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Dance Teachers

We all love when our students excel and have a stellar performance year. A year where we see the student blossom and have that “A-HA” moment when everything starts to click for them in class. It’s wonderful to see their hard work pay off as well as our own and is the moment every teacher waits for. However, what happens when those students come back to class and are getting, shall we say, a little “overly confident?”

You might have noticed this behavior as well, you know, where the ego is a little too inflated, the dancer starts to think they are a little better than they actually are because they’ve received some accolades and praise and they even get so bold as to interrupt and start correcting you in class or questioning your methods or choreographic choices? Or you may have experienced it where they possibly even blurt out unsolicited suggestions or corrections in class? Yep…I’m sure you all have seen it once or twice, and let’s be honest…it can be infuriating and extremely disrespectful.

While some dancers with the large ego seem to test the waters every once and again, it’s important for teachers to remember there is a fine line and balance we have to maintain. We have to keep our cool, not let it phase us or take it personally. While we don’t want to stifle their achievement, we also want to remind them they can’t ride on their glory…they must continue to work hard and fly right. As we already know as professionals, you’re only as good as your last gig! But, we are dealing with tender ages here, so there is a delicate approach that needs to be taken. However, when this behavior starts to get out of line, we must authoritatively make it known that this behavior is unacceptable. Whether this be with a private chat after class or meeting with student and parent, nipping it in the bud and giving the student a chance to become aware of their actions first is important. Remind dancers that humility and grace are necessary qualities for any great professional. In order for people to want to work with them, they require a good reputation, are open to learning and be someone people actually enjoy working with.

These lessons can and should start in the home-studio where it’s a safe environment to endure these growing pains, make some mistakes and learn from them before heading out into the big world. All taught with love and in their very best interest as a dancer and a human being.


Good luck.

See you in the dance studio,


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Jessica Rizzo Stafford

Jessica Rizzo Stafford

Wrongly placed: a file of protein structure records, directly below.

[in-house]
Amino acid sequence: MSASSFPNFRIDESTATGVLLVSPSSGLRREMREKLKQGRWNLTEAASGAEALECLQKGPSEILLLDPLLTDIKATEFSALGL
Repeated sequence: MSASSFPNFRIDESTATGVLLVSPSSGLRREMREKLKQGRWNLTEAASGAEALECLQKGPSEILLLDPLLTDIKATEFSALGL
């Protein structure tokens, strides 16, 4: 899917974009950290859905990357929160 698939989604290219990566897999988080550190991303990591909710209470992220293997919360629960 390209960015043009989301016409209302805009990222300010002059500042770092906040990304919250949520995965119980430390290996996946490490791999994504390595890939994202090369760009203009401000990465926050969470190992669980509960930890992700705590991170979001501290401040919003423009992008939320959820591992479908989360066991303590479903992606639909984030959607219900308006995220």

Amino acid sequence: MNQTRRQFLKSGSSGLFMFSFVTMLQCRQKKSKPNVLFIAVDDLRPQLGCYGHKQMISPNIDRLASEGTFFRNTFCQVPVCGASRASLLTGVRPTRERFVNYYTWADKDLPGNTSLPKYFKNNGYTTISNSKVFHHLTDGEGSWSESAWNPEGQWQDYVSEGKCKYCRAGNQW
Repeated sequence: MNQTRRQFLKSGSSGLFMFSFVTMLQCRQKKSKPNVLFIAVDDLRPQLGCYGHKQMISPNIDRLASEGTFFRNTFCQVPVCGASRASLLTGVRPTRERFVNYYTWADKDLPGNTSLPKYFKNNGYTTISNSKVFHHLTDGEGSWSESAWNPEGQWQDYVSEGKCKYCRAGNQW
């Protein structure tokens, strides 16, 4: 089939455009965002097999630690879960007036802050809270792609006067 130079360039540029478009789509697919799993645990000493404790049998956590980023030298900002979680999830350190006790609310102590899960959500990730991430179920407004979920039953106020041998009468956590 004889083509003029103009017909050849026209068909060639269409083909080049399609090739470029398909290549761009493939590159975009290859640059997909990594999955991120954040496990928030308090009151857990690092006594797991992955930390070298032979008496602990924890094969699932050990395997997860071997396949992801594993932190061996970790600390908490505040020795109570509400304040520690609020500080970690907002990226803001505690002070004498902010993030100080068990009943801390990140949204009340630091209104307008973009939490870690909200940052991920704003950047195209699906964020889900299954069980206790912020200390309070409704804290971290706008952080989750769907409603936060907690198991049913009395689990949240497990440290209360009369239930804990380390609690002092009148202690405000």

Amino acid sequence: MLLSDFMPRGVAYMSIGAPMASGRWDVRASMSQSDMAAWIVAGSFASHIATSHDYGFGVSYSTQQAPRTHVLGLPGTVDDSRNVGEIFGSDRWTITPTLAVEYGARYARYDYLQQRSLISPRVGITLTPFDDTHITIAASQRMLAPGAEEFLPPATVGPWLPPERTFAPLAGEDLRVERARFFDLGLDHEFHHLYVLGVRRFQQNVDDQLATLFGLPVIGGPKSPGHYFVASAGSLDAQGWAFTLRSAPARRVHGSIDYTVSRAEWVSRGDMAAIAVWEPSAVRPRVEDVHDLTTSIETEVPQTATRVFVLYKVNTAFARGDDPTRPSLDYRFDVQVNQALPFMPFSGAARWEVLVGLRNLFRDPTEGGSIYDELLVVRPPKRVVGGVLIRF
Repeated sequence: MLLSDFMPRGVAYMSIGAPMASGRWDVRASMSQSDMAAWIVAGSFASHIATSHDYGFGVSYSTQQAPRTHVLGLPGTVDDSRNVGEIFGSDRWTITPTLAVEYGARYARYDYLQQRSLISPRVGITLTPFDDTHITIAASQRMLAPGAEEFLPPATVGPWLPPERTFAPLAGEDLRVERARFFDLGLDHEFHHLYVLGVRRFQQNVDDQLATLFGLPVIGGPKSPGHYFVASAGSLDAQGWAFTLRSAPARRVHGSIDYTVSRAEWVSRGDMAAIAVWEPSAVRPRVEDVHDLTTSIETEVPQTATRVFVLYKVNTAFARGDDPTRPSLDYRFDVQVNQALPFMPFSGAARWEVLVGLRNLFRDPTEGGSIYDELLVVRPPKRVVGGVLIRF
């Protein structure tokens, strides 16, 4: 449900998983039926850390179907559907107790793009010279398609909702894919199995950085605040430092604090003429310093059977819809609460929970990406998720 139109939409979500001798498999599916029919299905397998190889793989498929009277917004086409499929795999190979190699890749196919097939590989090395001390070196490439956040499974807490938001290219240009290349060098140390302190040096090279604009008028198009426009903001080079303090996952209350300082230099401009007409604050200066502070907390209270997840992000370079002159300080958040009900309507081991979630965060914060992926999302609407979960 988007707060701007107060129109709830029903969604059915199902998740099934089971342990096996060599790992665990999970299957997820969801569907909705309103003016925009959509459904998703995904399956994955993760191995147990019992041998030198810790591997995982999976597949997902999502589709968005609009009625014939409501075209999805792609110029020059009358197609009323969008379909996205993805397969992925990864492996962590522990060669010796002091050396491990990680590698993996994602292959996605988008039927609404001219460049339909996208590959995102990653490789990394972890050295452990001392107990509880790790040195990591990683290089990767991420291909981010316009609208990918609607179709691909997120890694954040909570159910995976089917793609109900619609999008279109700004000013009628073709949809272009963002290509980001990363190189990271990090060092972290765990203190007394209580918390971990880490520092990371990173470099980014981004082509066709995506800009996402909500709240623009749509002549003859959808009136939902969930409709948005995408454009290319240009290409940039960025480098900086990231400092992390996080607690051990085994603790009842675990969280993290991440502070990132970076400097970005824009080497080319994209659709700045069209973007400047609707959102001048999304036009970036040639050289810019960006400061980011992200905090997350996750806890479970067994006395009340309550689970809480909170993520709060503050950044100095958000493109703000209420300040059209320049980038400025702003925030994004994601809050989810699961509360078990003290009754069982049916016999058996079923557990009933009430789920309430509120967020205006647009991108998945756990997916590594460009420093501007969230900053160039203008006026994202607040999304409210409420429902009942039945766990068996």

Jessica Rizzo Stafford is a native New Yorker and graduate of NYU Steinhardt's Dance Education Master’s Program; with a PK-12 New York State Teaching Certification. Her double-concentration Master’s Degree includes PK-12 pedagogy and dance education within the higher-education discipline. She also holds a BFA in dance performance from the UMASS Amherst 5 College Dance Program where she was a Chancellor's Talent Award recipient. Jess now works extensively with children, adolescents and professionals as choreographer and teacher and conducts national and international master-classes specializing in the genres of modern, contemporary, musical theatre and choreography-composition. Jess’ national and international performance career includes works such as: The National Tour of Guys & Dolls, The European Tour of Grease, West Side Story, Cabaret, Sweet Charity, Salute to Dudley Moore at Carnegie Hall, guest-dancer with the World Famous Pontani Sisters and IMPULSE Modern Dance Company. Jess has been a faculty member for the Perichild Program & Peridance Youth Ensemble & taught contemporary and jazz at the historic New Dance Group and 92nd Street Y in NYC. She was Company Director at the historic Steffi Nossen School of Dance/Dance in Education Fund and in 2008 traveled to Uganda where she taught creative-movement to misplaced children. The experience culminated with Jess being selected as a featured instructor at the Queen's Kampala Ballet & Modern Dance School. She has conducted workshops for the cast of LA REVE at the Wynn, Las Vegas and recently taught at the 2011 IDS International Dance Teacher Conference at The Royal Ballet in London, UK. She is also on faculty for the annual Dance Teacher Web Conferences in Las Vegas, NV. Currently, Jess is a faculty member at the D'Valda & Sirico Dance & Music Centre and master teacher & adjudicator for various national and international dance competitions. Recently, she has finished her NYU Master’s thesis research on the choreographic process of technically advanced adolescent dancers and is the creator of “PROJECT C;” a choreography-composition curriculum for the private studio sector. Jess is also faculty member, contributing writer and presenter in the choreography and “how to” teaching segments on the celebrated For more info, visit her website at

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